OpenEE is pleased to Welcome Ethan Goldman as Director of Customer Solutions.
Ethan brings to the team years of experience applying data science, metering and sensor networking to solve energy and climate challenges. Ethan previously worked as Energy Informatics Architect at Vermont Energy Investment Corporation (VEIC), where he designed and developed software to automatically process data from smart meters and connected devices in order to identify and quantify energy savings.
At OpenEE, Ethan will bring his first-hand knowledge of utility program measurement and verification techniques and experience creating data analytics software systems to help craft solutions that enable customers to successfully navigate emerging distributed energy markets, meet clean energy goals and conquer the climate crisis.
Ethan will also apply experience gained at the Hampshire College juggling club to his role as head coach of the first OpenEE intramural juggling team.
And now, a word from Ethan on why he is excited to join the OpenEE team:
After a decade in energy efficiency, much of which was spent applying data science to Measurement and Verification, I'm excited to join the Open Energy Efficiency team in order to help create market-based solutions to “mine” and sell energy waste.
I first discovered OpenEEmeter back in the pre-version-1.0 days, and it immediately made sense: automatically (and transparently) measuring energy savings so that M&V would be less “dark arts” and more “standard weights and measures.”
In part, my focus on software and buildings simply reflects the natural intersection of my fascination with architecture and my aptitude for math, physics, and programming. But it also comes from an awareness that buildings are responsible for a significant portion of the energy we consume. In order to avert a climate crisis, we need to make drastic improvements in the energy systems of buildings.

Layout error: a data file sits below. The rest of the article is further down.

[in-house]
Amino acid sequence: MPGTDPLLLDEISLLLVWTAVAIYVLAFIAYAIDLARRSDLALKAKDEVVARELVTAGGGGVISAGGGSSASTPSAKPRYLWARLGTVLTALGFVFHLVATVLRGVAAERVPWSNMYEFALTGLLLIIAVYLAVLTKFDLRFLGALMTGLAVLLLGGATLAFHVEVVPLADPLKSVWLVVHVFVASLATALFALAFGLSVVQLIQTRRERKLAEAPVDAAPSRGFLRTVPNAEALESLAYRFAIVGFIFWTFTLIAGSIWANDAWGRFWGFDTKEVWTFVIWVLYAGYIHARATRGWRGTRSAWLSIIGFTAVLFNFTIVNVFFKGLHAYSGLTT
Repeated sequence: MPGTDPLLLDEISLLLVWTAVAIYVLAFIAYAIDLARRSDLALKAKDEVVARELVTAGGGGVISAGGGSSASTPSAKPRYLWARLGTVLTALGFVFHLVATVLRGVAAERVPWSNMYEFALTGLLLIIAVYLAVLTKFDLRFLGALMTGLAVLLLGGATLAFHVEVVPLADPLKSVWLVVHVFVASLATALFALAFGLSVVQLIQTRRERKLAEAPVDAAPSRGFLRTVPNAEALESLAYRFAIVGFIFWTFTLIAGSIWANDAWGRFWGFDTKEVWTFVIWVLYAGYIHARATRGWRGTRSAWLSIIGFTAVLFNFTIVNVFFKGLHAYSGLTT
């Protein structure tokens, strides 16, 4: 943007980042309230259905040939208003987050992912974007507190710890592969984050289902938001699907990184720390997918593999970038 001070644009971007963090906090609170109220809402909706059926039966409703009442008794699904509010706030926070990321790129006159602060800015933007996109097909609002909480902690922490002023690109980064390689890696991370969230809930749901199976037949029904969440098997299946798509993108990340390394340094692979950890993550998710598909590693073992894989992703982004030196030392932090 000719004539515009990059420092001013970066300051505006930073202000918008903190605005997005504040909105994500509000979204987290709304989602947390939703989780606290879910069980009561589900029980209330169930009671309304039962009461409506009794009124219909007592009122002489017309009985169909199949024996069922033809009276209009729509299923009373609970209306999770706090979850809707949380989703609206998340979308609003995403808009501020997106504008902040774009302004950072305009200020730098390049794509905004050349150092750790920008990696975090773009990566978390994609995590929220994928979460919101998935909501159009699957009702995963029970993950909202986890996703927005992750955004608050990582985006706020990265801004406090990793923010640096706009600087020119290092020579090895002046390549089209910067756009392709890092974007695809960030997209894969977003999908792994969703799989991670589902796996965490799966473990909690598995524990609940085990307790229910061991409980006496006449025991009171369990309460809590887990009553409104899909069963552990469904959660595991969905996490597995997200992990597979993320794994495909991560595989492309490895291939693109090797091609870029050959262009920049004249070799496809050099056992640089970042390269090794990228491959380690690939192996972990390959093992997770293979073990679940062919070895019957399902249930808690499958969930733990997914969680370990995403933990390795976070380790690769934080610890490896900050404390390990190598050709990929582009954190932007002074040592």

To have an impact, these improvements will need to be flexible, scalable, and reliable--and they'll need to deliver more than just 1-2 percent savings per year. To make this happen, we need to mobilize more capital and reduce time lags and transactional friction.
For nearly a decade now, I have been immersed in the energy efficiency industry. I started out in measurement and verification (M&V), deploying sub-meters on the largest projects in a portfolio so the peak reduction impacts of efficiency could meet the statistical precision needed to bid them into the ISO New England Forward Capacity Market.
While this was an important step toward efficiency becoming a resource on par with generation in grid infrastructure planning, I also saw first-hand how often the engineering estimates on which those savings claims were based did not hold up to the cold light of meter data.
The program as a whole was making a “cost-effective” impact, but the variation between individual projects was staggering. How much more savings could be achieved if those data-driven insights could be provided as automated feedback to efficiency program staff, building contractors, and customers? How much more would efficiency be worth if we knew when and where it was happening and there was higher confidence in its impact?
After a few years of watching both the OpenEE software and the efficiency industry mature, adding the CalTRACK stakeholder process and hourly methods, it was clear that this was how we could finally unlock the power of data analytics to maximize investment in energy efficiency. I joined the team in order to be a part of this revolution.
This transition from monthly programs to time and locational efficiency as a resource won’t be easy, since it’s not enough to build great software that automates data analysis. We also need to work with utility programs and regulators, market aggregators, building contractors and even customers to educate them on how to use these tools to achieve their goals. I know first-hand the challenges of delivering verifiable, cost-effective energy savings, and I look forward to developing practical solutions that help everyone meet ambitious goals.
The mission is simple: preserve human civilization by operating within our carbon budget.